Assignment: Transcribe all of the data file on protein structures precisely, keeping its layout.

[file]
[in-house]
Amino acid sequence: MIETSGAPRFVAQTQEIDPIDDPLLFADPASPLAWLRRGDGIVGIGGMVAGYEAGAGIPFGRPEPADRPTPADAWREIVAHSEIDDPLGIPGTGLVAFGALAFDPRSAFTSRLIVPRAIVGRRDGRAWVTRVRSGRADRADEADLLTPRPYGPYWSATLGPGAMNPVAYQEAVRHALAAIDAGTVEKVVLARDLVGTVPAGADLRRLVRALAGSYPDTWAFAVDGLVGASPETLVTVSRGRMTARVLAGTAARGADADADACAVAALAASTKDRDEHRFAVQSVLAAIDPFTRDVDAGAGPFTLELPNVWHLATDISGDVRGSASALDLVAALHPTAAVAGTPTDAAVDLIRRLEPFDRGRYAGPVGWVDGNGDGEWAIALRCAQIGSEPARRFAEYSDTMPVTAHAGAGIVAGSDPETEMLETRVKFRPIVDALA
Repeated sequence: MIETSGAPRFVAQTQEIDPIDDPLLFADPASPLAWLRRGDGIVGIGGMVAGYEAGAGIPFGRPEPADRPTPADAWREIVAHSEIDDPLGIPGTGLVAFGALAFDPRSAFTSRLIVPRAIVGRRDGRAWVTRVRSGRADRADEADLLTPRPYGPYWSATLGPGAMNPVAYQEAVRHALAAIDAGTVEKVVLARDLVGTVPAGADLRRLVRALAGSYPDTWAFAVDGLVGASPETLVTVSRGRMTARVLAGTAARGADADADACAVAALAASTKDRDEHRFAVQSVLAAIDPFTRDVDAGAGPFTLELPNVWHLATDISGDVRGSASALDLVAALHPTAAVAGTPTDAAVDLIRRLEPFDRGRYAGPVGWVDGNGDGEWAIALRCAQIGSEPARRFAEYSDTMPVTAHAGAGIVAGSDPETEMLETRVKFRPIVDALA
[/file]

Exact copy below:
[in-house]
Amino acid sequence: MIETSGAPRFVAQTQEIDPIDDPLLFADPASPLAWLRRGDGIVGIGGMVAGYEAGAGIPFGRPEPADRPTPADAWREIVAHSEIDDPLGIPGTGLVAFGALAFDPRSAFTSRLIVPRAIVGRRDGRAWVTRVRSGRADRADEADLLTPRPYGPYWSATLGPGAMNPVAYQEAVRHALAAIDAGTVEKVVLARDLVGTVPAGADLRRLVRALAGSYPDTWAFAVDGLVGASPETLVTVSRGRMTARVLAGTAARGADADADACAVAALAASTKDRDEHRFAVQSVLAAIDPFTRDVDAGAGPFTLELPNVWHLATDISGDVRGSASALDLVAALHPTAAVAGTPTDAAVDLIRRLEPFDRGRYAGPVGWVDGNGDGEWAIALRCAQIGSEPARRFAEYSDTMPVTAHAGAGIVAGSDPETEMLETRVKFRPIVDALA
Repeated sequence: MIETSGAPRFVAQTQEIDPIDDPLLFADPASPLAWLRRGDGIVGIGGMVAGYEAGAGIPFGRPEPADRPTPADAWREIVAHSEIDDPLGIPGTGLVAFGALAFDPRSAFTSRLIVPRAIVGRRDGRAWVTRVRSGRADRADEADLLTPRPYGPYWSATLGPGAMNPVAYQEAVRHALAAIDAGTVEKVVLARDLVGTVPAGADLRRLVRALAGSYPDTWAFAVDGLVGASPETLVTVSRGRMTARVLAGTAARGADADADACAVAALAASTKDRDEHRFAVQSVLAAIDPFTRDVDAGAGPFTLELPNVWHLATDISGDVRGSASALDLVAALHPTAAVAGTPTDAAVDLIRRLEPFDRGRYAGPVGWVDGNGDGEWAIALRCAQIGSEPARRFAEYSDTMPVTAHAGAGIVAGSDPETEMLETRVKFRPIVDALA